outdoor storage or operations[,]" as uses permitted in general
commercial districts. However, Section 4D.3.2 makes no distinction
on the basis of whether these uses are conducted by the owner of
real property or by a tenant of the owner of real property.
Moreover, the table of permitted uses in Section 6 of the Zoning
Ordinance lists the uses that are permitted in each of the zoning
districts. Again, the table makes no distinction based upon
whether the listed uses are conducted on real property that is
leased or not. Neither Section 4D.3.2 nor the table of permitted
uses list leasing as a separate property use.
The permitted uses listed under Sections 4 and 6 of the Zoning
Ordinance all focus on what is occurring on real property, not whois conducting that activity on the real property. Therefore, we
hold the trial court did not err by upholding the Board's
conclusion that the term "use" "[meant] those particular categories
of uses found in Section 4 of the Zoning Ordinance or the 'Table of
Permitted Uses' found in Section 6." We also conclude that the
trial court and the Board properly determined that leasing was not
a separate category of property use under the Zoning Ordinance.
However, even assuming arguendo
that the Board and the trial
court erred by failing to apply the definition of "use" found in
Section 2.2 of the Zoning Ordinance, the ultimate result would
remain the same. Our Court has held that where "a court's ruling
[is] based upon a misapprehension of law, '[but] the
misapprehension of the law does not affect the result[,] . . . the
judgment will not be reversed.'" Smith v. Beaufort County Hosp.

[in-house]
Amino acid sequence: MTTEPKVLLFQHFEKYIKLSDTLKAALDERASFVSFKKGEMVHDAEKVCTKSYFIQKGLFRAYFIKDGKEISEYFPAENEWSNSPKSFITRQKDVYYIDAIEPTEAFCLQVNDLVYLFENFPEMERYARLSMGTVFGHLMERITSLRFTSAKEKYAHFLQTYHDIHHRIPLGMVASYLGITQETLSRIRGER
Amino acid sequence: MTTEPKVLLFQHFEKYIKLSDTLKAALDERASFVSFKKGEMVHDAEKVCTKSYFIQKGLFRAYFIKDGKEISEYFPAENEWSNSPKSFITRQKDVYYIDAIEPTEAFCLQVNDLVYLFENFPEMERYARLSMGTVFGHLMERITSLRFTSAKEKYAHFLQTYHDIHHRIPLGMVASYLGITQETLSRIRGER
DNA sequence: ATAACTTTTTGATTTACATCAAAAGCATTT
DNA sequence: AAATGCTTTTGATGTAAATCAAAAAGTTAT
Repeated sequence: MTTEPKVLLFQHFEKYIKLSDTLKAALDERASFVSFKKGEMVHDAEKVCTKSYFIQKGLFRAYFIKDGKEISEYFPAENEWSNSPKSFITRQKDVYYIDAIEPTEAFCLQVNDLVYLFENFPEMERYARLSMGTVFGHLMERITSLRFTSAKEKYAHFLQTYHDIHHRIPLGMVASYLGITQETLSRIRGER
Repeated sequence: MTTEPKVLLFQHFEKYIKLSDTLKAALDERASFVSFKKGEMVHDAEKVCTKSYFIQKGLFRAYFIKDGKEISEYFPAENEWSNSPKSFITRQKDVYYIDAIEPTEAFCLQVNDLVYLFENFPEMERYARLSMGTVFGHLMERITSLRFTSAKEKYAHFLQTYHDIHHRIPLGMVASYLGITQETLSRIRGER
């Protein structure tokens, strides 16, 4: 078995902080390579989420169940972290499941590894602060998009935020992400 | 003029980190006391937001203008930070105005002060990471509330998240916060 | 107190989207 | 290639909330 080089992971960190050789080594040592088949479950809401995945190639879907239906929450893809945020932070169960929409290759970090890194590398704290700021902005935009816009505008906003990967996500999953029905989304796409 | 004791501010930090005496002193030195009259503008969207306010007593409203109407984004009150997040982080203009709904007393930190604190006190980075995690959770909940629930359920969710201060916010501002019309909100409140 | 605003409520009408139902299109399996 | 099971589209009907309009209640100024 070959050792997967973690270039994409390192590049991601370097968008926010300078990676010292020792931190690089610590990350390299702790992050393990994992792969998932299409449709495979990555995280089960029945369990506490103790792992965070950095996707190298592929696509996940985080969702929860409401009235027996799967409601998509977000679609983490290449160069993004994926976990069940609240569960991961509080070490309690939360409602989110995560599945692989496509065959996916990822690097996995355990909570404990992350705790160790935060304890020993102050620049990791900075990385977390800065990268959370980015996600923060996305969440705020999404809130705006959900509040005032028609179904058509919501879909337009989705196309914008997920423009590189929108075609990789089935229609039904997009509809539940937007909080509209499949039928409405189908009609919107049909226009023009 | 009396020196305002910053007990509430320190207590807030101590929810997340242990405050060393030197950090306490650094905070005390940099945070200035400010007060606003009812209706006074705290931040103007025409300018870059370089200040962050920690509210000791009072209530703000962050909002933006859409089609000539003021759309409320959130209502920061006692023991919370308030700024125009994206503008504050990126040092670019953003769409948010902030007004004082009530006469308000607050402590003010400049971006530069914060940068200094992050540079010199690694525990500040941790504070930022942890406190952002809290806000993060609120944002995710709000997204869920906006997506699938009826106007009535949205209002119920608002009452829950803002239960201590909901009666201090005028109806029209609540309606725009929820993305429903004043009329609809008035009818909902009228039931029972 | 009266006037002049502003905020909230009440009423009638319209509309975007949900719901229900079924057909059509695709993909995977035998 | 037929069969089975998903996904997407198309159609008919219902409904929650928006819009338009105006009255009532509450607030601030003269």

, 141 N.C. App. 203, 212, 540 S.E.2d 775, 781 (2000) (quoting
Bowles Distributing Co. v. Pabst Brewing Co.
, 69 N.C. App. 341,
348, 317 S.E.2d 684, 689 (1984)), disc. review denied
, 353 N.C.
381, 547 S.E.2d 435, aff'd per curiam
, 354 N.C. 212, 552 S.E.2d 139
In the present case, Section 2.2 defines the term "use" in
part as "[t]he purpose for which a building, structure, or area of
land may be arranged or occupied[.]" The term "purpose" is not
defined in the Zoning Ordinance. The term "purpose" can be defined
as "[a]n objective, goal, or end[.]" Black's Law Dictionary 1271
ed. 2004). When this definition is applied to the definition
of "use" found in the Zoning Ordinance, the definition reads asfollows: "the [objective, goal, or end] for which a building,
structure, or area of land may be arranged or occupied[.]" We
interpret the term "purpose" to relate to what occurs on real
property, not to the ownership of real property.
Our decision is supported by Graham Court Assoc. v. Town of
, 53 N.C. App. 543, 281 S.E.2d 418 (1981), where the
issue was "whether the power to control the uses
through zoning extends to control of the manner in which the
property is owned." Id.
at 544, 281 S.E.2d at 419. In that case,
the petitioner owned an apartment building that did not fully
comply with the standards of the applicable zoning ordinance. Id.
at 544-45, 281 S.E.2d at 419. However, the continued use of the
apartment building was permitted as a prior nonconforming use. Id.
at 545, 281 S.E.2d at 419. The petitioner sought to sell the
individual apartments in the building to new owners in accordance
with the North Carolina Unit Ownership Act, but the respondent
Chapel Hill Town Council asserted that the petitioner needed to
obtain a special use permit to do so. Id.
at 545-46, 281 S.E.2d at
419. However, the respondent denied issuance of the special use
permit to the petitioner. Id.
at 546, 281 S.E.2d at 419.
Our Court relied on several cases from other jurisdictions,
and recognized that "[b]asic to the decisions in other
jurisdictions is the premise that zoning is the regulation by a
municipality of the use
of land within that municipality, and of
the buildings and structures thereon_not regulation of the
of the land or structures." Id.
at 546, 281 S.E.2d at420. Our Court held that the petitioner was "not required to apply
for or receive a special use permit in order to convert its tenant